HC Deb 01 August 1952 vol 504 cc200-1W
Lieut.-Colonel Bromley - Davenport

asked the Minister of Agriculture whether in, view of the provision of paragraph 8 of the Horses (Sea Transport) Order, 1952, which imposes a prohibition on the embarkation of horses if suffering from infirmity, illness, injury, fatigue or other causes, he will take steps to issue a directive to port veterinary inspectors indicating that this prohibition should be held to include the embarkation of unbroken horses, except foals at foot, cast pit ponies and blind horses.

Sir T. Dugdale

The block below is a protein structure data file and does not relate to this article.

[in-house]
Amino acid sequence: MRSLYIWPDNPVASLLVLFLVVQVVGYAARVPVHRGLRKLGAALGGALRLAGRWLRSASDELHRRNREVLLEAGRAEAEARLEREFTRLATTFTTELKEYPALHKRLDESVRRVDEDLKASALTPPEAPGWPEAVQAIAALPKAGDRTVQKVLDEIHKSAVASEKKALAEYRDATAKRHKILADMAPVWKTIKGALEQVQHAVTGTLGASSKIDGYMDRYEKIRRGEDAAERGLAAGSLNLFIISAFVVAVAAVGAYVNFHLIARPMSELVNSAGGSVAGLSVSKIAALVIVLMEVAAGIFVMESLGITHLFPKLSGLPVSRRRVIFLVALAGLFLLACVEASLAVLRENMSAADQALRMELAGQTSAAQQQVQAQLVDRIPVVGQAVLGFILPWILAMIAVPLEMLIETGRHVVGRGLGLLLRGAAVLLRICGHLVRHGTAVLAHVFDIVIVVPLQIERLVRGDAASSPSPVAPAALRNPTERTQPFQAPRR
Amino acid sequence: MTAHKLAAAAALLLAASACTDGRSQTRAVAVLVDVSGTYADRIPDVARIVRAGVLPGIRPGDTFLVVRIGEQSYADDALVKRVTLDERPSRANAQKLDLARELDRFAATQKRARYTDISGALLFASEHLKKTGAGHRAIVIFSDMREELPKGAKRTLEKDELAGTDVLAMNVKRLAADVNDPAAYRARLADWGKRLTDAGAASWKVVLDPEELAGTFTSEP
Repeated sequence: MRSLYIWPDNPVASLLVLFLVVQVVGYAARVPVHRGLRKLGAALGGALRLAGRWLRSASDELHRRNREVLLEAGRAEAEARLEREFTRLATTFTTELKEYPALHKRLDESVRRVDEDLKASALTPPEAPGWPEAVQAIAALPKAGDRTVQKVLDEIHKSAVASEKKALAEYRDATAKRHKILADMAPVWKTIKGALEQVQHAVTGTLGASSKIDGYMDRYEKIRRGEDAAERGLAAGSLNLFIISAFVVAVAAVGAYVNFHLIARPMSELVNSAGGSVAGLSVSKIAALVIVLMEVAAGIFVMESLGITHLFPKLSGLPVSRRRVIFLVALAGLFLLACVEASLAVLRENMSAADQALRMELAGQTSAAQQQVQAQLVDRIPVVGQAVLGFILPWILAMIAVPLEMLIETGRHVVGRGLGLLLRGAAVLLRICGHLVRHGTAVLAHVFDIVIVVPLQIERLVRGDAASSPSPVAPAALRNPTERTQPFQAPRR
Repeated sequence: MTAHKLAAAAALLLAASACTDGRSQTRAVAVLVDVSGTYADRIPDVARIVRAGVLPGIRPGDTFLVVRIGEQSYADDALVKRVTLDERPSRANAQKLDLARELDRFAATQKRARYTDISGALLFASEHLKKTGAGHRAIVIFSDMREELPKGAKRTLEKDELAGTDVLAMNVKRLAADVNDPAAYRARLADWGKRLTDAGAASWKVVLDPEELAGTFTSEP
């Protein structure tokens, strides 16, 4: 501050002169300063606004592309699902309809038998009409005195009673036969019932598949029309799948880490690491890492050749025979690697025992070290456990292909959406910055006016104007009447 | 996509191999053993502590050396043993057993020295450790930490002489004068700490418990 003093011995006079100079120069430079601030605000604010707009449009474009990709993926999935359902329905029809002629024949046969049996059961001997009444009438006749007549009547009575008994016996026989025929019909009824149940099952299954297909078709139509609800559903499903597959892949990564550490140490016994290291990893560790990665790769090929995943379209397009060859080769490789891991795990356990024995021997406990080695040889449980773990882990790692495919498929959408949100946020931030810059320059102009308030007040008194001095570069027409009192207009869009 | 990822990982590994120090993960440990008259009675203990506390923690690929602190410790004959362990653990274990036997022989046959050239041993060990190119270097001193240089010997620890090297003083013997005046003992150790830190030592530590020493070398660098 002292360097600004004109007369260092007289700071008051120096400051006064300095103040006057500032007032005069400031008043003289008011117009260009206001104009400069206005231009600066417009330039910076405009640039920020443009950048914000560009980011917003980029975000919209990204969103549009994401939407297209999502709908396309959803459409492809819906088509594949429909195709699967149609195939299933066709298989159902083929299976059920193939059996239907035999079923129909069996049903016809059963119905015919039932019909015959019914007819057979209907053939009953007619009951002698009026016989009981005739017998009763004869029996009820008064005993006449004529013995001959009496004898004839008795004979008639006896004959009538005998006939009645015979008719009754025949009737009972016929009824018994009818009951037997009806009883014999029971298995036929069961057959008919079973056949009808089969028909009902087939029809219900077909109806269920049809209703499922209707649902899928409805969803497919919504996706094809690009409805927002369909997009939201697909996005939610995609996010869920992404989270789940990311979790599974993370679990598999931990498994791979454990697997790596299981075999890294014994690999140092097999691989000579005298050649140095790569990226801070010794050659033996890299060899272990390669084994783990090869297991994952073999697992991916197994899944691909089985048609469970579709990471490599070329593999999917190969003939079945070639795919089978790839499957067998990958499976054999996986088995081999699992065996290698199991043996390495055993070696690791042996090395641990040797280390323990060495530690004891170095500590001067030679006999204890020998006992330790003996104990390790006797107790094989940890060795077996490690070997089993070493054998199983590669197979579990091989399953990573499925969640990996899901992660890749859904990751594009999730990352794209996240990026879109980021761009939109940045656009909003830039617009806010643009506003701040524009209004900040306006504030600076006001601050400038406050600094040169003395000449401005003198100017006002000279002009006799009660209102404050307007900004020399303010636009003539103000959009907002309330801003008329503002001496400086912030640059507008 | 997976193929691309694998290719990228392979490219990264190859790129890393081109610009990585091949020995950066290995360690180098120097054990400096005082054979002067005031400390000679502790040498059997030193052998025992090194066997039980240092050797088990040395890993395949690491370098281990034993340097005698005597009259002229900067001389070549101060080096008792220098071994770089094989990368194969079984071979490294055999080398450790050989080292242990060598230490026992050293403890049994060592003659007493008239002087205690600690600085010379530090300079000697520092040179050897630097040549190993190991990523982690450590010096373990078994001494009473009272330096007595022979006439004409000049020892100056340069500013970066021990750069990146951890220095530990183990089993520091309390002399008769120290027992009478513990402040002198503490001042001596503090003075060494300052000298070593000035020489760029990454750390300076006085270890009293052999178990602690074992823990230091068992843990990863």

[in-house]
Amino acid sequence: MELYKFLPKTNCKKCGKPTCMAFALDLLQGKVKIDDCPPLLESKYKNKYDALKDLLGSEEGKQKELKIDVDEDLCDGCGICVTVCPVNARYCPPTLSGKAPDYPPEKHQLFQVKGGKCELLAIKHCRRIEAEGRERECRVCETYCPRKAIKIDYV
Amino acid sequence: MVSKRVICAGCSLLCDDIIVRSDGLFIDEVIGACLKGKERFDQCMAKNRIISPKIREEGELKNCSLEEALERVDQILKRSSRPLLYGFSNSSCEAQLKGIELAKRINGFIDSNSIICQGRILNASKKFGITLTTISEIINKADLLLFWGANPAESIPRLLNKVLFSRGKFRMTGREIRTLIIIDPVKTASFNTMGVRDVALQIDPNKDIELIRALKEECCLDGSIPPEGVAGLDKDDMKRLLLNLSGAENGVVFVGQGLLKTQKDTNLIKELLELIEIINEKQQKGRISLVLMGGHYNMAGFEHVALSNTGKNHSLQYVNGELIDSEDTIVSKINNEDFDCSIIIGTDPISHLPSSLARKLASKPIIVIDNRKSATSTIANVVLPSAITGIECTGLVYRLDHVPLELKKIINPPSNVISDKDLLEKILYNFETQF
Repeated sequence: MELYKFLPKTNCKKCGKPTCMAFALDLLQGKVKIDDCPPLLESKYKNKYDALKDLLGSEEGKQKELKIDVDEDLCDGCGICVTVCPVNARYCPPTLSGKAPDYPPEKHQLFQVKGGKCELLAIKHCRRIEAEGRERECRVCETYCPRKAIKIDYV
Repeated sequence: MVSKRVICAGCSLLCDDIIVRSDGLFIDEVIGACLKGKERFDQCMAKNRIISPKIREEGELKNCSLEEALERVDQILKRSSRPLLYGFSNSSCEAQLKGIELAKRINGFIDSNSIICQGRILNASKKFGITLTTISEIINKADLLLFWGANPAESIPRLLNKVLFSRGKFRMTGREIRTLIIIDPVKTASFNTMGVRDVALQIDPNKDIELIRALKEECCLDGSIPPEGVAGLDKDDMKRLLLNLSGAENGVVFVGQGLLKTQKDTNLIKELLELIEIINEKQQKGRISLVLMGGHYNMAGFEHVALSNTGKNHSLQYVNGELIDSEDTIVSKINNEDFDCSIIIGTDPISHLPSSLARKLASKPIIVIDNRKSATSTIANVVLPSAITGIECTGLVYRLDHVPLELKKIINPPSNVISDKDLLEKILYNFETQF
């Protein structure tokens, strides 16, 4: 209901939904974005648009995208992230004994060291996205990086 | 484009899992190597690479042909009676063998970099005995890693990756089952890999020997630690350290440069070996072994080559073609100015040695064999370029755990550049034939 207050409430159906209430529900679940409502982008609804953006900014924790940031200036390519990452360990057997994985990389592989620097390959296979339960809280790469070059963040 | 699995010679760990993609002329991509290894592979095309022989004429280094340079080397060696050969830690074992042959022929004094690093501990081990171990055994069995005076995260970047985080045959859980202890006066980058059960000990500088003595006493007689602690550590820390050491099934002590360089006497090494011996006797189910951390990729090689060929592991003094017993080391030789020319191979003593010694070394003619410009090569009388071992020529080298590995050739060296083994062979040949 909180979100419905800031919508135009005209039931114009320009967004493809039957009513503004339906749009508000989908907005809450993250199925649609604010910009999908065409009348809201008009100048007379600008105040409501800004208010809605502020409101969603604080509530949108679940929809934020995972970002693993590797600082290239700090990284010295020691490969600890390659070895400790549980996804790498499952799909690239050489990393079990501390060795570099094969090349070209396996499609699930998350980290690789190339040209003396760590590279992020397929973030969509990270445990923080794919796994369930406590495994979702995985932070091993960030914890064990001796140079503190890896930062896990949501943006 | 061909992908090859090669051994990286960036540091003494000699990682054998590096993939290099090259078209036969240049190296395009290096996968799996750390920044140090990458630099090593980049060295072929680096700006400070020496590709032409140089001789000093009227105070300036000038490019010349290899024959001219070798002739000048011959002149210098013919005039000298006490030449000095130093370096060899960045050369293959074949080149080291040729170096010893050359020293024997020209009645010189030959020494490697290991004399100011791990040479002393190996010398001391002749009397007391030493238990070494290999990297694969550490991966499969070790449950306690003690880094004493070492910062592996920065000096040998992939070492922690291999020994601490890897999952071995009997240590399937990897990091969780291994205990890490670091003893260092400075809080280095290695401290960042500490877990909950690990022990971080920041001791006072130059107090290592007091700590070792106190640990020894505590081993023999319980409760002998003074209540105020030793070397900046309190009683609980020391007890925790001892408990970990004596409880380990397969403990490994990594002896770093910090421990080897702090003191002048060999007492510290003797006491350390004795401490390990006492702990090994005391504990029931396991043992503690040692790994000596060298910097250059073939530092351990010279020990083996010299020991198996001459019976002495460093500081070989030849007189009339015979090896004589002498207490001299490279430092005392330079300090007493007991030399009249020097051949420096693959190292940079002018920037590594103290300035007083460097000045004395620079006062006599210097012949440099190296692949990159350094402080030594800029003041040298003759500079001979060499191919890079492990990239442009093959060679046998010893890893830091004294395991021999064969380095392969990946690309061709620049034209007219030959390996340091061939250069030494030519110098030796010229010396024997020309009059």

No. Under the Diseases of Animals Act, 1950, no horse may be exported from Great Britain unless it is capable of being worked without suffering; and in addition no draught horse, vanner, mule or jennet may be exported unless its value is at least £75. The purpose of the Order to which my hon. Friend refers is to protect horses from unnecessary suffering while in transit by sea. I am advised that pit ponies and blind horses are not liable to any more disturbance by a sea passage than other horses, and I see no reason for a general prohibition of their transport by sea. The same applies generally to unbroken horses. Some unbroken horses may be difficult to embark, but I have no reason to suppose that the officers of local authorities who are responsible for enforcing the Order would not prohibit the embarkation of any horses when they considered this necessary to prevent suffering.